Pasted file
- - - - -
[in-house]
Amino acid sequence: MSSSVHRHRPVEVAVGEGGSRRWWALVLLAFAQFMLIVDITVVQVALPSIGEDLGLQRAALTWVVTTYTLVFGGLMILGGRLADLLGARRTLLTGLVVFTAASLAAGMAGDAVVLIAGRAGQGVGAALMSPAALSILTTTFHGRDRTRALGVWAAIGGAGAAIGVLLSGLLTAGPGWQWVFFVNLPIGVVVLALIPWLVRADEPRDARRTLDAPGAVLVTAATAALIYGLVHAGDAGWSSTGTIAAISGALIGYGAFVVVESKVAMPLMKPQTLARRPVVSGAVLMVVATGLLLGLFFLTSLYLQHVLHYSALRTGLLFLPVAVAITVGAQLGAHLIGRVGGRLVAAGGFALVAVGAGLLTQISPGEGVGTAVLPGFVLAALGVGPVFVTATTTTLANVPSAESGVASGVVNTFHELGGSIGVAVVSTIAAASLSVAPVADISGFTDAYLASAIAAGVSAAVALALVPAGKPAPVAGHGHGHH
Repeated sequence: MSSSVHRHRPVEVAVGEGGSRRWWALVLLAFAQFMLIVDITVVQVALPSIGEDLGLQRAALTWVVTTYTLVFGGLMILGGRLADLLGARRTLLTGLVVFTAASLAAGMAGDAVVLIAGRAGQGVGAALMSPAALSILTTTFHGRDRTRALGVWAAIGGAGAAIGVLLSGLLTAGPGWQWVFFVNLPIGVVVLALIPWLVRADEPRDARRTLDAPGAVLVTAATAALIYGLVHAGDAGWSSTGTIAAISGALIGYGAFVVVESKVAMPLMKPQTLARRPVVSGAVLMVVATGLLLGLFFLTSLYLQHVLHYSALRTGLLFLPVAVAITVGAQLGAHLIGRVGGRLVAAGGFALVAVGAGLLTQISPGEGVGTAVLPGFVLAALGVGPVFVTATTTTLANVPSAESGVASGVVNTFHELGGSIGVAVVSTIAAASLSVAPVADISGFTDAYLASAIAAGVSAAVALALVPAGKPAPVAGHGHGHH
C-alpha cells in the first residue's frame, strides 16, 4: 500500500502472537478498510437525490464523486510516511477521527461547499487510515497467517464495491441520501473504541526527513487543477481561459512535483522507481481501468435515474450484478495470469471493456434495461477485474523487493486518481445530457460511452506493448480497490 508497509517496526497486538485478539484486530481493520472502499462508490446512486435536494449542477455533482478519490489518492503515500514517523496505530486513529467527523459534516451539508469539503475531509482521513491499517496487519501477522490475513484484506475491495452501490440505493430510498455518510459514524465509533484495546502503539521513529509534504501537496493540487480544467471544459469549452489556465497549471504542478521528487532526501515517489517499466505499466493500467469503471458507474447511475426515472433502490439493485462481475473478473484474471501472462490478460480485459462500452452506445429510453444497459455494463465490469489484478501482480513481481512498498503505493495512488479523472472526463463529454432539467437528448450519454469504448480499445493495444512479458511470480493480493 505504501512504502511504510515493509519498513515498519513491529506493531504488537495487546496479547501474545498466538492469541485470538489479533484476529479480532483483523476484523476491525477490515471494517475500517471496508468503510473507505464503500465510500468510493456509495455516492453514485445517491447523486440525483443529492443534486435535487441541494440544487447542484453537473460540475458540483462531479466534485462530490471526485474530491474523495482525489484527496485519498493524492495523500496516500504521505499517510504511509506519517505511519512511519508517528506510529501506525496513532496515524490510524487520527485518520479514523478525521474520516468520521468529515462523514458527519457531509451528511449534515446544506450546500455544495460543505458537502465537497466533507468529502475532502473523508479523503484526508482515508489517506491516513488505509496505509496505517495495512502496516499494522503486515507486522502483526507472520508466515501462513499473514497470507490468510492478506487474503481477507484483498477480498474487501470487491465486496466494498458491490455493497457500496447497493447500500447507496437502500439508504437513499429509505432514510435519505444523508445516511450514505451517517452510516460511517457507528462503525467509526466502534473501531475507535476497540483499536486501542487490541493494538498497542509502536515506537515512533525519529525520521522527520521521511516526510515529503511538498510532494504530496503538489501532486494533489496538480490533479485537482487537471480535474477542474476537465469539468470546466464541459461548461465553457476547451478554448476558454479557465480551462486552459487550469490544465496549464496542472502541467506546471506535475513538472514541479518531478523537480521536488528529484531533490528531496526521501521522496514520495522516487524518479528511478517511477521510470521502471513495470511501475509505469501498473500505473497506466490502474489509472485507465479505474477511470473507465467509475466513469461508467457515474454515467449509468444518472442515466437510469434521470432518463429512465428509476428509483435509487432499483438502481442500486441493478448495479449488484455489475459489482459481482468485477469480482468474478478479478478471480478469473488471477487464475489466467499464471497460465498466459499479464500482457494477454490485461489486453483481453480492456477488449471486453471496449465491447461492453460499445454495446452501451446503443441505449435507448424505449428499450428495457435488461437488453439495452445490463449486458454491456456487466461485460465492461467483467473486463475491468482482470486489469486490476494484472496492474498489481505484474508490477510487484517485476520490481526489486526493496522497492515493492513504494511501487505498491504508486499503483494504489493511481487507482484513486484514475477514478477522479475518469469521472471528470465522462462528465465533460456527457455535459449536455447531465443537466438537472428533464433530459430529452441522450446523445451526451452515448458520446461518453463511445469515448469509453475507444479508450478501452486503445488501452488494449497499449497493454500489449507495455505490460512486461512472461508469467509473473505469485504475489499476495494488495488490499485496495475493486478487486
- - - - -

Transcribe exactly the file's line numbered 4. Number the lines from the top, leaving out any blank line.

C-alpha cells in the first residue's frame, strides 16, 4: 500500500502472537478498510437525490464523486510516511477521527461547499487510515497467517464495491441520501473504541526527513487543477481561459512535483522507481481501468435515474450484478495470469471493456434495461477485474523487493486518481445530457460511452506493448480497490 508497509517496526497486538485478539484486530481493520472502499462508490446512486435536494449542477455533482478519490489518492503515500514517523496505530486513529467527523459534516451539508469539503475531509482521513491499517496487519501477522490475513484484506475491495452501490440505493430510498455518510459514524465509533484495546502503539521513529509534504501537496493540487480544467471544459469549452489556465497549471504542478521528487532526501515517489517499466505499466493500467469503471458507474447511475426515472433502490439493485462481475473478473484474471501472462490478460480485459462500452452506445429510453444497459455494463465490469489484478501482480513481481512498498503505493495512488479523472472526463463529454432539467437528448450519454469504448480499445493495444512479458511470480493480493 505504501512504502511504510515493509519498513515498519513491529506493531504488537495487546496479547501474545498466538492469541485470538489479533484476529479480532483483523476484523476491525477490515471494517475500517471496508468503510473507505464503500465510500468510493456509495455516492453514485445517491447523486440525483443529492443534486435535487441541494440544487447542484453537473460540475458540483462531479466534485462530490471526485474530491474523495482525489484527496485519498493524492495523500496516500504521505499517510504511509506519517505511519512511519508517528506510529501506525496513532496515524490510524487520527485518520479514523478525521474520516468520521468529515462523514458527519457531509451528511449534515446544506450546500455544495460543505458537502465537497466533507468529502475532502473523508479523503484526508482515508489517506491516513488505509496505509496505517495495512502496516499494522503486515507486522502483526507472520508466515501462513499473514497470507490468510492478506487474503481477507484483498477480498474487501470487491465486496466494498458491490455493497457500496447497493447500500447507496437502500439508504437513499429509505432514510435519505444523508445516511450514505451517517452510516460511517457507528462503525467509526466502534473501531475507535476497540483499536486501542487490541493494538498497542509502536515506537515512533525519529525520521522527520521521511516526510515529503511538498510532494504530496503538489501532486494533489496538480490533479485537482487537471480535474477542474476537465469539468470546466464541459461548461465553457476547451478554448476558454479557465480551462486552459487550469490544465496549464496542472502541467506546471506535475513538472514541479518531478523537480521536488528529484531533490528531496526521501521522496514520495522516487524518479528511478517511477521510470521502471513495470511501475509505469501498473500505473497506466490502474489509472485507465479505474477511470473507465467509475466513469461508467457515474454515467449509468444518472442515466437510469434521470432518463429512465428509476428509483435509487432499483438502481442500486441493478448495479449488484455489475459489482459481482468485477469480482468474478478479478478471480478469473488471477487464475489466467499464471497460465498466459499479464500482457494477454490485461489486453483481453480492456477488449471486453471496449465491447461492453460499445454495446452501451446503443441505449435507448424505449428499450428495457435488461437488453439495452445490463449486458454491456456487466461485460465492461467483467473486463475491468482482470486489469486490476494484472496492474498489481505484474508490477510487484517485476520490481526489486526493496522497492515493492513504494511501487505498491504508486499503483494504489493511481487507482484513486484514475477514478477522479475518469469521472471528470465522462462528465465533460456527457455535459449536455447531465443537466438537472428533464433530459430529452441522450446523445451526451452515448458520446461518453463511445469515448469509453475507444479508450478501452486503445488501452488494449497499449497493454500489449507495455505490460512486461512472461508469467509473473505469485504475489499476495494488495488490499485496495475493486478487486